18. Mega-tsunamis above the surface of the Sun

December 7, 2011, from uksp_nug_ed

Author: Eamon Scullion*,†, Robert Erdélyi*, Victor Fedun* and Gerry Doyle,
*University of Sheffield and Armagh Observatory

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Wave-driven phenomena are fundamental for the energetics and dynamics of the atmosphere of the Sun. Here we present our discovery of a hot, magnetised plasma ocean of mega-tsunamis in the lower solar atmosphere, which we name Transition Region Quakes (TRQs). The TR is a sharp transition in temperature and density between the relatively cool and dense lower solar chromosphere (2 x 104 K) and the very hot upper corona (1-15 x 106 K). The long-standing enigma of coronal heating may be addressed by firstly understanding the processes which power its lower base, i.e., the TR itself. To understand the wave processes of the solar atmosphere we used a combined approach of advanced numerical modeling and joint satellite observations involving more than one spacecraft simultaneously.


Jet-like spicules are the most abundant features in the lower solar atmosphere [1,3,7,8]. Wave-driven (so-called “type-I”) spicules are considered to be important in the processes which heat the TR [4,5,9]. Type-I spicules result from photospheric p-mode (acoustic wave) leakage along magnetic field rooted in the inter-network of convective cells at the solar surface [2]. It has been shown that spicular p– modes (with 5-min oscillations) contain sufficient wave power to travel, as transient plasma jets, through the temperature minimum in the chromosphere [5, 6] and puncture the TR. However, the impact of the spicular wave-train on the TR and subsequent wave energy dissipation has not been understood until now.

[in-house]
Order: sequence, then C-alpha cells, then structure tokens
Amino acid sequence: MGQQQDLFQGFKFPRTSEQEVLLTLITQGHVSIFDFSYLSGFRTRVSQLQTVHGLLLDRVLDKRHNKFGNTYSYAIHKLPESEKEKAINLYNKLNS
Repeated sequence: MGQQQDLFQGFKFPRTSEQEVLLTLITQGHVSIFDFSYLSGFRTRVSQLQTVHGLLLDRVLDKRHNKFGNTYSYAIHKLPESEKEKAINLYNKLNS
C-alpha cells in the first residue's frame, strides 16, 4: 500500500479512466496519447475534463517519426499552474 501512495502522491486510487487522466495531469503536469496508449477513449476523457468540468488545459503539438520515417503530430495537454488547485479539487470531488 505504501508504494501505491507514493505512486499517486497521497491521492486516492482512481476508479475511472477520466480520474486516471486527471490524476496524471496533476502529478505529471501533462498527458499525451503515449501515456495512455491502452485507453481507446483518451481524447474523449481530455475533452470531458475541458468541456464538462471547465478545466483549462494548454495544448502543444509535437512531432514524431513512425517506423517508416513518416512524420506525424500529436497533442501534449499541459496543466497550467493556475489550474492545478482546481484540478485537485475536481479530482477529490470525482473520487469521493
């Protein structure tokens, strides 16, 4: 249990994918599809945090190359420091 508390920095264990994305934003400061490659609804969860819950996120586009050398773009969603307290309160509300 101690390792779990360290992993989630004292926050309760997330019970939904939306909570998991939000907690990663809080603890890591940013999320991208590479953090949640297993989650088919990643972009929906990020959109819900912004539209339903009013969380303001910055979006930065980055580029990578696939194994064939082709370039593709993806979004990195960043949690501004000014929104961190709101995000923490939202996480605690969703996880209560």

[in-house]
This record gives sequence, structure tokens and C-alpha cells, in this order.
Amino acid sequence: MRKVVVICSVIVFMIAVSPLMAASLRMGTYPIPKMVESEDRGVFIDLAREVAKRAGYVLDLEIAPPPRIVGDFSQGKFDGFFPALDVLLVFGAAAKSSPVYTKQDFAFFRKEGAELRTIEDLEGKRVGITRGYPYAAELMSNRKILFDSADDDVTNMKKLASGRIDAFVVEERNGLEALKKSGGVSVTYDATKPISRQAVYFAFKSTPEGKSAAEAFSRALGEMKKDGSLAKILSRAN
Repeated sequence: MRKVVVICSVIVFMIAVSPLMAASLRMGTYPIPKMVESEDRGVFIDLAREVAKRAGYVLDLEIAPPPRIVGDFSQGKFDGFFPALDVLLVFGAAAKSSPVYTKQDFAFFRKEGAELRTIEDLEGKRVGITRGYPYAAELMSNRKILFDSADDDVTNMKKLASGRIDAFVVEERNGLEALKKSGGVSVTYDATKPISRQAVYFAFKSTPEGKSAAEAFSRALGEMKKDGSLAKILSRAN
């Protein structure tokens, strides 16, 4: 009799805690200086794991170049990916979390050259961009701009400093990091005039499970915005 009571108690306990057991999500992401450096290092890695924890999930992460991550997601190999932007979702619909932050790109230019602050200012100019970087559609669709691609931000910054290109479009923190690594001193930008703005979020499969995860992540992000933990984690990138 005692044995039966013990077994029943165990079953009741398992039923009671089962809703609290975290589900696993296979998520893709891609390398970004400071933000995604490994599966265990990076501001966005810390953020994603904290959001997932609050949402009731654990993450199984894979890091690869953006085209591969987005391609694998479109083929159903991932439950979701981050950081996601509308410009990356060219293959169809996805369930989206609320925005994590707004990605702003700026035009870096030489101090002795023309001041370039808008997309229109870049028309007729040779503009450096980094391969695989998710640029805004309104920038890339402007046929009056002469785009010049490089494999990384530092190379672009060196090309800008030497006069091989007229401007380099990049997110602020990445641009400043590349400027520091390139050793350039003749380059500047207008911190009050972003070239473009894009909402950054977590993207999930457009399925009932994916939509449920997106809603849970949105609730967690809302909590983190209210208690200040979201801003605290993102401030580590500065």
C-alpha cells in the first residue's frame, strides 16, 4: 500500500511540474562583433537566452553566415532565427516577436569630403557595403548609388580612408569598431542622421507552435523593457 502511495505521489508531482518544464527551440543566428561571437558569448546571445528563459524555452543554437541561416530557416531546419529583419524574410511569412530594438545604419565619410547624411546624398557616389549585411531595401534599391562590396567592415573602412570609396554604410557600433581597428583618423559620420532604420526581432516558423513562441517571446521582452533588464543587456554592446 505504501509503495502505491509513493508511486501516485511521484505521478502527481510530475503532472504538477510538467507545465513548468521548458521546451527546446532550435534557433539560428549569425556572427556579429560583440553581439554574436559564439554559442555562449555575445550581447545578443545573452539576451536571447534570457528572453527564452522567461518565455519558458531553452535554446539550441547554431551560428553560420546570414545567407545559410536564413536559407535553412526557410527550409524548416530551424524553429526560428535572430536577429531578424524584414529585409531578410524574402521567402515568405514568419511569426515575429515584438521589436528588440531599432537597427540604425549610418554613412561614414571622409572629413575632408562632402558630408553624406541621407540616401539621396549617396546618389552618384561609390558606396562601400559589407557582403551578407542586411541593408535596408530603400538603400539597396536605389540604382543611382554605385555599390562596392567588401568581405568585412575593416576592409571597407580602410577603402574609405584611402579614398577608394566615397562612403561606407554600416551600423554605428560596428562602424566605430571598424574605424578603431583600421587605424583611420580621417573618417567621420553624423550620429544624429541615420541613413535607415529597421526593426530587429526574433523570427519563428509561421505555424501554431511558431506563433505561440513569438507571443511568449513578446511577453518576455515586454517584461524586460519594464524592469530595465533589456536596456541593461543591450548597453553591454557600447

Figure 1: Co-aligned observations of the EIS region of interest, examining multiple layers of the solar atmosphere from the photosphere to the TR and the corona. A ring-like structure appears in He II 304 which propagates away from the location of the jet.

We observed a jet at the solar disk centre on 5th March 2007, appearing initially at 18:12 UT. The jet event is detected with EIS (40×512” slot) at lower TR temperatures (He II 256.32) and by STEREO/SECCHI (He II 304 ). Figure 1  reveals the plasma jet formation and projection (red arrow) at the TR in EIS and the response of the atmosphere at different heights above the surface. The EIS shows a ring of emission (solid white circles) at the TR which appears after the rise of the jet. The ring then propagates along the TR (dashed white contour) and away from the jet as a quake-like disturbance. Can we understand the origin of this ring wave via numerical simulations?

Figure 2: We simulate the formation of the wave-driven spicule jet (driven by p-modes above the surface) and the subsequent formation of the TRQ at a height of 2000 km. The simulation physical time is 250s which repeats for different viewing angles. The Earth is not to scale.

Numerical Simulations